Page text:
Christmas Book Suggestion Numbers Three and Four.

I have long been an admirer of Mike Davis' works on urban geography. They are written with the pace of thrillers, and expose the situation of cities and nature in the modern American west with penetrating intelligence. If like me you tend to mine books for anecdotes, his earlier work on the environment of California, which detailed what would happen in terms of floods and fires were development to continue as it did, and the winds to warm is brilliant. It's called Ecology of Fear.

However, it's Davis' latest book to which I would direct you if like me you haven't bothered about the Christmas presents or are waiting to get paid. Planet of Slums is one of the most interesting and important books I have read this year. It details in clear prose and with simple facts how the attempt to force the global poor off of the land (as in England in the past) and into the workforces of the major cities has resulted in the creation of two hundred thousand slums worldwide. The book is a mine of guides and gems, and short enough to be really striking. I find longer books sometimes lose the thread, though of course I would be pretentiously thinking of Thomas Pynchon or some such and not the 1000 page thing on JFK's killing that I recommended the other day if I had ever bothered to finish a really long book that bored me. If you want a good long fiction book, try William Vollman's epic of the Nazi-Soviet war centred on Shostakovich, Europe Central. Or talk to a human about their life, they're usually more interesting.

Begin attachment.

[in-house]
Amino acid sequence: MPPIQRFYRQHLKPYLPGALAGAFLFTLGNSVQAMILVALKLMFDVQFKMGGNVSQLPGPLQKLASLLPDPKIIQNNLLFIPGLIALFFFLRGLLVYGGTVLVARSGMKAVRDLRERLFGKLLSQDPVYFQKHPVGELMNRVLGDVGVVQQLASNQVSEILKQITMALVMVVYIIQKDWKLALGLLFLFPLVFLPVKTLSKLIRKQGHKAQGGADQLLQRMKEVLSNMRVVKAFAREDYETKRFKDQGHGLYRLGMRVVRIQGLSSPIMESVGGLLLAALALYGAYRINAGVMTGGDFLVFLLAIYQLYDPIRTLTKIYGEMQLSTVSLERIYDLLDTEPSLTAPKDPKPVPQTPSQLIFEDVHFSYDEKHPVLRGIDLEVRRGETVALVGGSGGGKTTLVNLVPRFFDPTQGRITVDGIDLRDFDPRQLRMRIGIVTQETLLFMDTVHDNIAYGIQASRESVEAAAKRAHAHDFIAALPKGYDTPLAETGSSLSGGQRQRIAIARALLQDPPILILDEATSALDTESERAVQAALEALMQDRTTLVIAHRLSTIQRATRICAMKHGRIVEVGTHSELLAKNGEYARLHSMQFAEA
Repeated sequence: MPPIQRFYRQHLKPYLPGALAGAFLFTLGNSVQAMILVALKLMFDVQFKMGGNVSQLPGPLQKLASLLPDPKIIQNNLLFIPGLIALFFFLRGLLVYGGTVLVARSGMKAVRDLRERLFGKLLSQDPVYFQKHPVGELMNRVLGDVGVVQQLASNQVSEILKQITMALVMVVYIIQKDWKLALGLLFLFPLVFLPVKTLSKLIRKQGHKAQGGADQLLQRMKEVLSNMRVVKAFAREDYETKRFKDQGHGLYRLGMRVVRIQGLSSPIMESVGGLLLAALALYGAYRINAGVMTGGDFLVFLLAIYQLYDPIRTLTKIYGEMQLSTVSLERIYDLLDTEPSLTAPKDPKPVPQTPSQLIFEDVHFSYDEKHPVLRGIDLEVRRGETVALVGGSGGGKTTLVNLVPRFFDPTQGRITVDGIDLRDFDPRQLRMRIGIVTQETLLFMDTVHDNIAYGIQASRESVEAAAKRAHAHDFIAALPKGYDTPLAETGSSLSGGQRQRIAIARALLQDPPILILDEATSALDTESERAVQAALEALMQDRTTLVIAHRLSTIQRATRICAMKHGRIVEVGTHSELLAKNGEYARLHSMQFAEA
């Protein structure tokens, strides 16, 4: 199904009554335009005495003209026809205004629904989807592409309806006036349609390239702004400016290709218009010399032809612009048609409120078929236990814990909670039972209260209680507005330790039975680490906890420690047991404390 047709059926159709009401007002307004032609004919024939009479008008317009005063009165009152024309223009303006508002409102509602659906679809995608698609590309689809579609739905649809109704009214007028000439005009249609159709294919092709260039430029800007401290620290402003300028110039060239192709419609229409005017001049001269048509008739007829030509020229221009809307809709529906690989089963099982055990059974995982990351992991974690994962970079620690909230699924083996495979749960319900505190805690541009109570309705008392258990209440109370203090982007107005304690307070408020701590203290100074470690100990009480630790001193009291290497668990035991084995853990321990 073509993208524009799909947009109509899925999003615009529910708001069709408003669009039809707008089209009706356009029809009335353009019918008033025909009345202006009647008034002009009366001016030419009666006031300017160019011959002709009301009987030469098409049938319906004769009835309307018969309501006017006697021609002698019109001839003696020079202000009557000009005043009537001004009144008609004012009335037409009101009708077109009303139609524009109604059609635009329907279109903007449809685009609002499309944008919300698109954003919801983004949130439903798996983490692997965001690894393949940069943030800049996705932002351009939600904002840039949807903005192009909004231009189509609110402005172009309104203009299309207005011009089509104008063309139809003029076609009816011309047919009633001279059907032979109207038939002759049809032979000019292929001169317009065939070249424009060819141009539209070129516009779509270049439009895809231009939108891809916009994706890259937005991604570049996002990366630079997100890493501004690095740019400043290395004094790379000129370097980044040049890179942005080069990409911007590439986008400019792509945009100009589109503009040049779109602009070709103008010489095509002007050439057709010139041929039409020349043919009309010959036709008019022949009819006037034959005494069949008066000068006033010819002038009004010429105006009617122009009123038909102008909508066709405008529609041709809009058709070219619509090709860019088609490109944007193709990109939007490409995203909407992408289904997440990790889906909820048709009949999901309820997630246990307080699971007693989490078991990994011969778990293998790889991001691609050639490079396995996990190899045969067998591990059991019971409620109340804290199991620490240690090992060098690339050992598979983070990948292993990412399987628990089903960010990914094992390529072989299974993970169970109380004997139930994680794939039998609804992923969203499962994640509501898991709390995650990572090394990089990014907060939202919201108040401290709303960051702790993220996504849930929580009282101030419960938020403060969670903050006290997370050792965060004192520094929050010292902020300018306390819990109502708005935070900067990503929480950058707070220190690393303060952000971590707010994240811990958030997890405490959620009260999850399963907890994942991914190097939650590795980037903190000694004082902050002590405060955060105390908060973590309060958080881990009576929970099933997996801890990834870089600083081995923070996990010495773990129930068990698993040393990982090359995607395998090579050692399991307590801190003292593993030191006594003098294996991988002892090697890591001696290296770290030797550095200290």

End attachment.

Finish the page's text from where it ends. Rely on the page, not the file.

Have a look at Planet of Slums. It illuminates turbo-capitalism, and helps explain how human population growth, which ought to be a good thing, might be at the heart of global warming. It follows that we can't stop it till we lift up the poor, and drivel about CO2 won't do anything at all.